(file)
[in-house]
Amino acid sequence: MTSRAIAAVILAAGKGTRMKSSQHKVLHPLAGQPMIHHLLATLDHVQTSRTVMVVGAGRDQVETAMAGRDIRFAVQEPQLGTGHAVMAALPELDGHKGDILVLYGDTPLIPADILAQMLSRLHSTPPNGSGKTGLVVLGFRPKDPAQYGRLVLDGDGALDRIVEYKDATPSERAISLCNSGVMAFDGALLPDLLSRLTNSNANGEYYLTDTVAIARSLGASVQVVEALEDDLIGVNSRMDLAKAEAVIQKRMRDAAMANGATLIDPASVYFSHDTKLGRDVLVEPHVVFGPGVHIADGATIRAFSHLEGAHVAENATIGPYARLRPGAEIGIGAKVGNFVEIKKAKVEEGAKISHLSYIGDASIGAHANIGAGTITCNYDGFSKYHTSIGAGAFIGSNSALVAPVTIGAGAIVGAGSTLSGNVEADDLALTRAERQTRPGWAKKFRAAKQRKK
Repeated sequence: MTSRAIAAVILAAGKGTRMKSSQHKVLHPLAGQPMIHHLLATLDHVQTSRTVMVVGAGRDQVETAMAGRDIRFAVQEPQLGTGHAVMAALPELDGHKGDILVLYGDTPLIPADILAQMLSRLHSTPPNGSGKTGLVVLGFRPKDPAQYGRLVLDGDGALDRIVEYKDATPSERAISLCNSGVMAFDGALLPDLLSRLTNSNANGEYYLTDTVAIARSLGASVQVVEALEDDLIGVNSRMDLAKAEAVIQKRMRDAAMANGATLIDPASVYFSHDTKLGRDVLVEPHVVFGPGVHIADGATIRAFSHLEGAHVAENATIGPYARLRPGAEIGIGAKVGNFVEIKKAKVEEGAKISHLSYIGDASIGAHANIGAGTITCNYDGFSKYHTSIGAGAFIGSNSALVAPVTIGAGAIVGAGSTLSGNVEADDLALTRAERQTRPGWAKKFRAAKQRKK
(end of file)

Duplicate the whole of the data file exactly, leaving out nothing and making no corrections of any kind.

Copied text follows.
[in-house]
Amino acid sequence: MTSRAIAAVILAAGKGTRMKSSQHKVLHPLAGQPMIHHLLATLDHVQTSRTVMVVGAGRDQVETAMAGRDIRFAVQEPQLGTGHAVMAALPELDGHKGDILVLYGDTPLIPADILAQMLSRLHSTPPNGSGKTGLVVLGFRPKDPAQYGRLVLDGDGALDRIVEYKDATPSERAISLCNSGVMAFDGALLPDLLSRLTNSNANGEYYLTDTVAIARSLGASVQVVEALEDDLIGVNSRMDLAKAEAVIQKRMRDAAMANGATLIDPASVYFSHDTKLGRDVLVEPHVVFGPGVHIADGATIRAFSHLEGAHVAENATIGPYARLRPGAEIGIGAKVGNFVEIKKAKVEEGAKISHLSYIGDASIGAHANIGAGTITCNYDGFSKYHTSIGAGAFIGSNSALVAPVTIGAGAIVGAGSTLSGNVEADDLALTRAERQTRPGWAKKFRAAKQRKK
Repeated sequence: MTSRAIAAVILAAGKGTRMKSSQHKVLHPLAGQPMIHHLLATLDHVQTSRTVMVVGAGRDQVETAMAGRDIRFAVQEPQLGTGHAVMAALPELDGHKGDILVLYGDTPLIPADILAQMLSRLHSTPPNGSGKTGLVVLGFRPKDPAQYGRLVLDGDGALDRIVEYKDATPSERAISLCNSGVMAFDGALLPDLLSRLTNSNANGEYYLTDTVAIARSLGASVQVVEALEDDLIGVNSRMDLAKAEAVIQKRMRDAAMANGATLIDPASVYFSHDTKLGRDVLVEPHVVFGPGVHIADGATIRAFSHLEGAHVAENATIGPYARLRPGAEIGIGAKVGNFVEIKKAKVEEGAKISHLSYIGDASIGAHANIGAGTITCNYDGFSKYHTSIGAGAFIGSNSALVAPVTIGAGAIVGAGSTLSGNVEADDLALTRAERQTRPGWAKKFRAAKQRKK